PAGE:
With policies being rolled out inconsistently from state to state or district to district, the more economically advantaged districts could not only embrace the technology faster, but develop professional development to use it effectively.

“You could have kids who live in communities that are adjacent to each other, who end up going off to the same career or college pathway that have a massive difference in their artificial intelligence efficacy,” Page said.

But that’s where the potential comes in, too, said Candelaria. Educators are preparing a generation of future developers, who will come from all backgrounds and abilities, he said. Literacy on the tools is important so students can understand AI’s shortcomings, its potential for misinformation, and simply how to use it.

“There’s a lot of work to do in that area, but I think we have a tremendous responsibility as educators to prepare the next generation of AI developers,” he said.

Rural communities, like task force member Angie Powers’ native Kansas, also face gaps in access. Though broadband connectivity has improved after remote learning under COVID-19 forced the nation to contend with its deficiencies, Kansas has a ways to go, she said.

But those rural communities also face the environmental burden of AI, something the policy statement also pushes educators to confront. Rural communities are typically the sites of the data centers housing the computer and server power fueling AI, causing a drain on local resources—like water—due to the amount of energy they sap, Powers said. Generating one image through AI uses the same amount of energy as fully charging a cell phone, according to the committee’s report.

“That’s changing not only our digital spaces, but has an impact on our physical spaces,” said Powers, a high school teacher in Kansas City. “And the students in our classroom care about this, because that’s going to impact them the rest of their lives.”

The policy states the NEA will advocate at the federal, state, and local levels “for the environmental impacts of AI to be considered in the decision-making processes around the development and application of AI tools.”

One day the technology might evolve to not require so much energy. But until then, Page added, “It’s going to be incumbent on educators to really talk about that aspect of it so our students, and our educators, are utilizing it as responsibly as possible.”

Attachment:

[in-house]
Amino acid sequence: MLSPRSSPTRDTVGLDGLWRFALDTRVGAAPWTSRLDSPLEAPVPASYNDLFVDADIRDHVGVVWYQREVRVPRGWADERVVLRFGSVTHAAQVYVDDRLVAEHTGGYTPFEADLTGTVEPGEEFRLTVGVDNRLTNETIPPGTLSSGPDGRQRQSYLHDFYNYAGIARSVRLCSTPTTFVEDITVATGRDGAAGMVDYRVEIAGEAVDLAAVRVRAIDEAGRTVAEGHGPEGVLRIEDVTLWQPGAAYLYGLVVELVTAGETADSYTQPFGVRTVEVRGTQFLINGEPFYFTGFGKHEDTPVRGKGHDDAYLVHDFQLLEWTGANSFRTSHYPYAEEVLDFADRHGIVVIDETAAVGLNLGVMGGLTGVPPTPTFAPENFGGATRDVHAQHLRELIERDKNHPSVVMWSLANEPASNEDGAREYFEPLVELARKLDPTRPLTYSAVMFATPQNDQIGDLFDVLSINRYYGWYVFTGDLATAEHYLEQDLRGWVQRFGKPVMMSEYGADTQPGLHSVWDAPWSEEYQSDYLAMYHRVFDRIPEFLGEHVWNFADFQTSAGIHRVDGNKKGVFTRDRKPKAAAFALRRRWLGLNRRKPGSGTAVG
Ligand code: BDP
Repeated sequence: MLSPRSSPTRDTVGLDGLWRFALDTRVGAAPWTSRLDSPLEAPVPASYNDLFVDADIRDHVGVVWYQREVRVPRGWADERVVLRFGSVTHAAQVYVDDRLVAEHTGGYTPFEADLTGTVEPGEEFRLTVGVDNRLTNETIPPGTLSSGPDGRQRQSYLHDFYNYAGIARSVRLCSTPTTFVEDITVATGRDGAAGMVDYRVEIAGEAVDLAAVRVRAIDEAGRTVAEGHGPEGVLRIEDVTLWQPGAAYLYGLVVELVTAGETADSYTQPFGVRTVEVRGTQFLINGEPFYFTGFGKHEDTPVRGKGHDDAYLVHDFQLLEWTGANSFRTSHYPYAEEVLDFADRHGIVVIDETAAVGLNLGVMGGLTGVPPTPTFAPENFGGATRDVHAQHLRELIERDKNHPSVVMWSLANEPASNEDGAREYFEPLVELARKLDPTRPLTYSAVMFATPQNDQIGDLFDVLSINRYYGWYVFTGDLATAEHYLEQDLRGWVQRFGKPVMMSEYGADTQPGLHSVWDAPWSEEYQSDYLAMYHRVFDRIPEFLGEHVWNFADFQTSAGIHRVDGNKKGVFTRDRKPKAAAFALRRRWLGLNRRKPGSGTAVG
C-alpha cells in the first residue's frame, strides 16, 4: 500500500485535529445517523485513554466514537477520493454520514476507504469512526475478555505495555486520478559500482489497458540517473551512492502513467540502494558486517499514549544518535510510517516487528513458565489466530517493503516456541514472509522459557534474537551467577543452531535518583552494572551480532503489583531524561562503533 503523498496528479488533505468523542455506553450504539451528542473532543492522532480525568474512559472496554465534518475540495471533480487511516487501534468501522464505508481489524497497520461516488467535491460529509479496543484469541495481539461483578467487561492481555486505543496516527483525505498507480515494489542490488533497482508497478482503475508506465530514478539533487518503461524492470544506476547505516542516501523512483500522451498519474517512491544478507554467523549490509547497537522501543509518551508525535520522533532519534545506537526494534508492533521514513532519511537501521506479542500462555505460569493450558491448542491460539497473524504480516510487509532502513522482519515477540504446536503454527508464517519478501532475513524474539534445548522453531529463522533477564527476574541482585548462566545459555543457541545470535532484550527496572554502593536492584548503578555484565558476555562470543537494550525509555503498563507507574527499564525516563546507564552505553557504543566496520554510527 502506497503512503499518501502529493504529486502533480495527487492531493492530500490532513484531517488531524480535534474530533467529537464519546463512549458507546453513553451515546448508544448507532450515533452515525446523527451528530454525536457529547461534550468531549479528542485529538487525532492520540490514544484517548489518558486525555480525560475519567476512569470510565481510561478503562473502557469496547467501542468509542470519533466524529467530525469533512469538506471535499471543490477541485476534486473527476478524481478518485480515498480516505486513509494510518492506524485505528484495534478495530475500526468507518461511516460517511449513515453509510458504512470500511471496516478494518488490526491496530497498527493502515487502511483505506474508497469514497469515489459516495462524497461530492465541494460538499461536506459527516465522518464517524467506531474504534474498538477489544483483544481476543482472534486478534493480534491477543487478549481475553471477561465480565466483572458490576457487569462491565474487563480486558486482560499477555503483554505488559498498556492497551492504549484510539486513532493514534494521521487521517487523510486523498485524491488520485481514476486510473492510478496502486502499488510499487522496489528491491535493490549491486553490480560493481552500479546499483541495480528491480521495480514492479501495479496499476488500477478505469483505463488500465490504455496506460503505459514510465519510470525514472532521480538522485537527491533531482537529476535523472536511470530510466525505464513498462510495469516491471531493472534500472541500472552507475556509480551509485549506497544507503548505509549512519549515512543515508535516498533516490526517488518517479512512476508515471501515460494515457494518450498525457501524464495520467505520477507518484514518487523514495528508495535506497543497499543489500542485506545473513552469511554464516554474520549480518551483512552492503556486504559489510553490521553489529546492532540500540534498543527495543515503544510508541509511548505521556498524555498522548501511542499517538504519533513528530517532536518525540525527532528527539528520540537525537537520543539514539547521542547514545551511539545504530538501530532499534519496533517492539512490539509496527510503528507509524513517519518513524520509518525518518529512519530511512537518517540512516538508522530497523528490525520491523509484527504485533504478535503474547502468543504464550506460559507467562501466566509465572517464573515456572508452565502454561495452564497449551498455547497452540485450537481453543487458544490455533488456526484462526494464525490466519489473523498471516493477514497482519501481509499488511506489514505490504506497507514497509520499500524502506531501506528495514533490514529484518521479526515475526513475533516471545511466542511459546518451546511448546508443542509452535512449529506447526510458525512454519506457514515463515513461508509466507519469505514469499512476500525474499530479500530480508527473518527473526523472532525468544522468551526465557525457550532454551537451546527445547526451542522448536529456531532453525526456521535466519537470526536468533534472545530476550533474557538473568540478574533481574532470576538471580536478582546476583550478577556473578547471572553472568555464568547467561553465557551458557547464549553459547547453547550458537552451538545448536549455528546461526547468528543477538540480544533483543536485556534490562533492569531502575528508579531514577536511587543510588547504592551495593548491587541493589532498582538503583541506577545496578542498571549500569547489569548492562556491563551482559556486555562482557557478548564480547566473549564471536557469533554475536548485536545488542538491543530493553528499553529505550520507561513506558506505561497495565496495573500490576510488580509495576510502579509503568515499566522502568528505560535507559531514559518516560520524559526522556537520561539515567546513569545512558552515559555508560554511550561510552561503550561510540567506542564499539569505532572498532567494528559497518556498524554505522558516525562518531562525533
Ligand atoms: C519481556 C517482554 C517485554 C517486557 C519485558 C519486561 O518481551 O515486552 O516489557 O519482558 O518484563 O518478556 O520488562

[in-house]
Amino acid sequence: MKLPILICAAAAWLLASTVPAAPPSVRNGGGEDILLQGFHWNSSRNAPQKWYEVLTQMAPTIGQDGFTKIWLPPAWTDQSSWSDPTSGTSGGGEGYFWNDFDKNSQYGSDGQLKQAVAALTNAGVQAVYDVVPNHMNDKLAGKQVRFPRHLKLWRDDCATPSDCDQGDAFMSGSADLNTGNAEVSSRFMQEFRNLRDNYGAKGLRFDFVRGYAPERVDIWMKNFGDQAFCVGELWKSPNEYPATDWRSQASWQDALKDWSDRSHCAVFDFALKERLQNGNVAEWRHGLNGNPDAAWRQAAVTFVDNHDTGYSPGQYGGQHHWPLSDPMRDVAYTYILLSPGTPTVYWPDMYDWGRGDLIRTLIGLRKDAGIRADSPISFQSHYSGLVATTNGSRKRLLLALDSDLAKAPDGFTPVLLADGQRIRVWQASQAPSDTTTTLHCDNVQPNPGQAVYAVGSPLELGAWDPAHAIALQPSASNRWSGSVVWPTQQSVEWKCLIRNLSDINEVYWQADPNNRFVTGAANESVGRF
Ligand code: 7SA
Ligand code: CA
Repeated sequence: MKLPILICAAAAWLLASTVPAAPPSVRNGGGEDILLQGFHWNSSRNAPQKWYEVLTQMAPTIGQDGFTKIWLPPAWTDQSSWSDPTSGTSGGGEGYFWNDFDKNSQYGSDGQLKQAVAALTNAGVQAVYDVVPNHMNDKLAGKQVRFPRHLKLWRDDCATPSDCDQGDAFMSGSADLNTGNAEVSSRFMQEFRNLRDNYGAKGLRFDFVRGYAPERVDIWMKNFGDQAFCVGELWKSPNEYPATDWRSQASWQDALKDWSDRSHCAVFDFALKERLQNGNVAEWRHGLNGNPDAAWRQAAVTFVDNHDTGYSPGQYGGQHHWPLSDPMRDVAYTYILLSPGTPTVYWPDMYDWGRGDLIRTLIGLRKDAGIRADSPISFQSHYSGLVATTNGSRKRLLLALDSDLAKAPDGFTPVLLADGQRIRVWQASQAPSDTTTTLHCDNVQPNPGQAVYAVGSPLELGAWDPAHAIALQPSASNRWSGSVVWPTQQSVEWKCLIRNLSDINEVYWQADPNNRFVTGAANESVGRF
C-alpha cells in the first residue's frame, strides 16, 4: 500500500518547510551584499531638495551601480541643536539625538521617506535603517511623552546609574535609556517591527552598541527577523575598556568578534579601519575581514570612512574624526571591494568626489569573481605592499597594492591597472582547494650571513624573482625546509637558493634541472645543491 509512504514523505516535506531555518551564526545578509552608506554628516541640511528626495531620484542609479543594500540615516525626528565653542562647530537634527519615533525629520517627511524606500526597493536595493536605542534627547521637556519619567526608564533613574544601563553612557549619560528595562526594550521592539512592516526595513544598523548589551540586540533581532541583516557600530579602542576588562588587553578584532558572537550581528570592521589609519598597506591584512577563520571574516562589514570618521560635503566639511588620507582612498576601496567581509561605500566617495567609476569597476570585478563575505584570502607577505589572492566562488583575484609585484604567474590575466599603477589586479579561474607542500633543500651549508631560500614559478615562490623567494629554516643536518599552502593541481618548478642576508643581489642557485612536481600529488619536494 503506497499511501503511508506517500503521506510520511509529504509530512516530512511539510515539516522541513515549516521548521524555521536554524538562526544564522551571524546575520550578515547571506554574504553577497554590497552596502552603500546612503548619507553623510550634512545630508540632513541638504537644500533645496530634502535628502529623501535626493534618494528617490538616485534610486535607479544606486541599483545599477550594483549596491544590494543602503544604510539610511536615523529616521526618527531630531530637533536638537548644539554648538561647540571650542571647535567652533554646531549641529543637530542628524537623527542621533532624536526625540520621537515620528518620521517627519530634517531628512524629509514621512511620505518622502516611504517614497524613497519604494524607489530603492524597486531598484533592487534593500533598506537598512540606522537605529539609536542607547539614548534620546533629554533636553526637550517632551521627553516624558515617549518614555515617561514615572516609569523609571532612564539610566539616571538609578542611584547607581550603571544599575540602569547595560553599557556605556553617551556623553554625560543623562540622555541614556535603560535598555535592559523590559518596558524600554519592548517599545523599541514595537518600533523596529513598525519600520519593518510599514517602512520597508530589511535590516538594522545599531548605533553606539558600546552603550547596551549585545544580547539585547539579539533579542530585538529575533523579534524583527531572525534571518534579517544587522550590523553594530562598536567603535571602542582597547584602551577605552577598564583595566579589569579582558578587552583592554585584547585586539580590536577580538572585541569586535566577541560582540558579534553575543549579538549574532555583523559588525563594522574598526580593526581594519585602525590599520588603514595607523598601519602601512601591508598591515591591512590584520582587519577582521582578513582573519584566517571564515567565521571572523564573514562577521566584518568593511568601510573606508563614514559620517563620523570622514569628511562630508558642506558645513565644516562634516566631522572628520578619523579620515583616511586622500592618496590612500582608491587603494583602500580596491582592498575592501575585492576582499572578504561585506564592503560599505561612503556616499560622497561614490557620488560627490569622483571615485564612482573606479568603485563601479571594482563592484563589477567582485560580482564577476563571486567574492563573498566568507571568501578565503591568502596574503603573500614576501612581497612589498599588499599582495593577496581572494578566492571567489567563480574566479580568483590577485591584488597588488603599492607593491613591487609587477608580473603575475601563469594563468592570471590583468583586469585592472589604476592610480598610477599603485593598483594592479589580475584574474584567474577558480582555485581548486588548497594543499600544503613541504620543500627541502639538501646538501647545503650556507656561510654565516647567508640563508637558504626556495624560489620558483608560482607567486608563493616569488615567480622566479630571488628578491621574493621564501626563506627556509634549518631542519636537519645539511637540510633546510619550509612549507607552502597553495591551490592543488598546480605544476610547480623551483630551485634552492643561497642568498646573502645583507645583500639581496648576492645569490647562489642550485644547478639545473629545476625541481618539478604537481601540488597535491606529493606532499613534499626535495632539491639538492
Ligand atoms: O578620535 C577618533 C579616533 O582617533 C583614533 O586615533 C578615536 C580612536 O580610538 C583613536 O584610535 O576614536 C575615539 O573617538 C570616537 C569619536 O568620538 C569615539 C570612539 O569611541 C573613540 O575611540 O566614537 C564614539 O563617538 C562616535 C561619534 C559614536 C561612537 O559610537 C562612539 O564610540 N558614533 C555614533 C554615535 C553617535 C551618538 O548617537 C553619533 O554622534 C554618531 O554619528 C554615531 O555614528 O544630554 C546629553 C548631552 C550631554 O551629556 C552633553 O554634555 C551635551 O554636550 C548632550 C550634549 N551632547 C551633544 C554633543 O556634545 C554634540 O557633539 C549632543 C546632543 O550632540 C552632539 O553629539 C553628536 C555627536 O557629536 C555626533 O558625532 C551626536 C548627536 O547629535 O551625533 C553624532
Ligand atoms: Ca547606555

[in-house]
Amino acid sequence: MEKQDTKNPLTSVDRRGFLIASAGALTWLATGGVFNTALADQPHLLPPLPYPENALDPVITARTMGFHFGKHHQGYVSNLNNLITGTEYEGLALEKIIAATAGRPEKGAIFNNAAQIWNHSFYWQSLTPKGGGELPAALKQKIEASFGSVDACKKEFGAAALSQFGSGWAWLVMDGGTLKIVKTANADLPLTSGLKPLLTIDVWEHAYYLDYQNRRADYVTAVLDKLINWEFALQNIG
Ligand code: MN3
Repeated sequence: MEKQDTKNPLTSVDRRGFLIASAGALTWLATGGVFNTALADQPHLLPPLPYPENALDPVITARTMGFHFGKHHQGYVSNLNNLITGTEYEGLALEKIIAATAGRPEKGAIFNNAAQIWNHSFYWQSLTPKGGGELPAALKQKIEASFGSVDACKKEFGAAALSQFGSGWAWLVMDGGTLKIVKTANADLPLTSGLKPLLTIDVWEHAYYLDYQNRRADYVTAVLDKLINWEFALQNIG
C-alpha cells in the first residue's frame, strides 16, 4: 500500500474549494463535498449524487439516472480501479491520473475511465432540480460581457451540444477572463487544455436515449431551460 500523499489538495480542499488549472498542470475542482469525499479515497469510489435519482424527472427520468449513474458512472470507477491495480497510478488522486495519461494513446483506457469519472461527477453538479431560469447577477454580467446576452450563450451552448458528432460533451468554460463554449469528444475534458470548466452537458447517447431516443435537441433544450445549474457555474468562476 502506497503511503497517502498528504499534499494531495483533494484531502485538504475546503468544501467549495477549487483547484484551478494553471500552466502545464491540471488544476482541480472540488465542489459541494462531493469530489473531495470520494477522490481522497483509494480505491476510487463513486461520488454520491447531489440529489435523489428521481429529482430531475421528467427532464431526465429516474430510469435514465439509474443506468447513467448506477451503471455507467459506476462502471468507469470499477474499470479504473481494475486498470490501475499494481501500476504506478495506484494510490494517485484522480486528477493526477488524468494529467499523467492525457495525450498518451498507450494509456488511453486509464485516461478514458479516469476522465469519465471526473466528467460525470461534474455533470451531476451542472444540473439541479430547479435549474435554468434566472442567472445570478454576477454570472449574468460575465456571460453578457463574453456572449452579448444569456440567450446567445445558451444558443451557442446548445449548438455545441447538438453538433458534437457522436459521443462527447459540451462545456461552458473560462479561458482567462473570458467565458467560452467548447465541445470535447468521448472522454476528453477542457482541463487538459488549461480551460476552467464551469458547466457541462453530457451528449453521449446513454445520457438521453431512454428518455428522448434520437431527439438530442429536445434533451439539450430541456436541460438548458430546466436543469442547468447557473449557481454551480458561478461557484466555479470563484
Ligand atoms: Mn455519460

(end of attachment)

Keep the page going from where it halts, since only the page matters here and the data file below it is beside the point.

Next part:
The task force also highlighted ways the technology could help simplify a teacher’s day-to-day workload. For new teachers, who are balancing learning classroom management and pedagogy, AI could be a partner in developing engaging lesson plans, or streamlining administrative tasks. Page thinks it could help with recruitment and retainment as teachers face burnout and quit.

“If all of the sudden you could start to utilize tools to do administrative tasks and to really sort of help you really just be able to learn the craft of being an educator and from there grow and allow for your students to have fun and you to have fun, maybe we get more who are staying longer and who realize the value of this as part of the common good,” he said.

The policy statement asserts that educators “must be afforded high-quality, multifaced, ongoing professional learning opportunities that help increase their AI literacy and understand what, how, and why specific AI is being used in their educational settings.”

The possibilities for it to assist students with disabilities also feel limitless, said Powers.

“It’s like that idea with the sidewalk cutouts,” she said. “We developed those for a specific reason, but parents with strollers benefit from it. So as we use AI to lift up our students with disabilities, I think we’re going to find surprising ways perhaps that AI can be used to help support students maybe with disabilities that haven’t been diagnosed, [or who] maybe just learn a little differently, to appeal to their interests a little bit more. We don’t even know what all the possibilities are yet, and that’s really, really exciting.”

The importance of a human behind the technology—and the teacher-student connection—remains vital, however, task force members said. They cautioned against schools using AI for disciplinary actions, determining grade level promotion, diagnosing students, or evaluating educators on job performance. The policy envisions “AI-enhanced technology as an aid to public educators and education, not as a replacement for meaningful and necessary human connection.” NEA also advised that it “should never be used for high-stakes or determinative decisions.”

“AI uses great amounts of data to spit out output. But that’s not the same as me knowing your story and knowing that maybe you’re hungry, and maybe that’s what you need to learn today,” Powers said. “AI can’t necessarily do that for you.”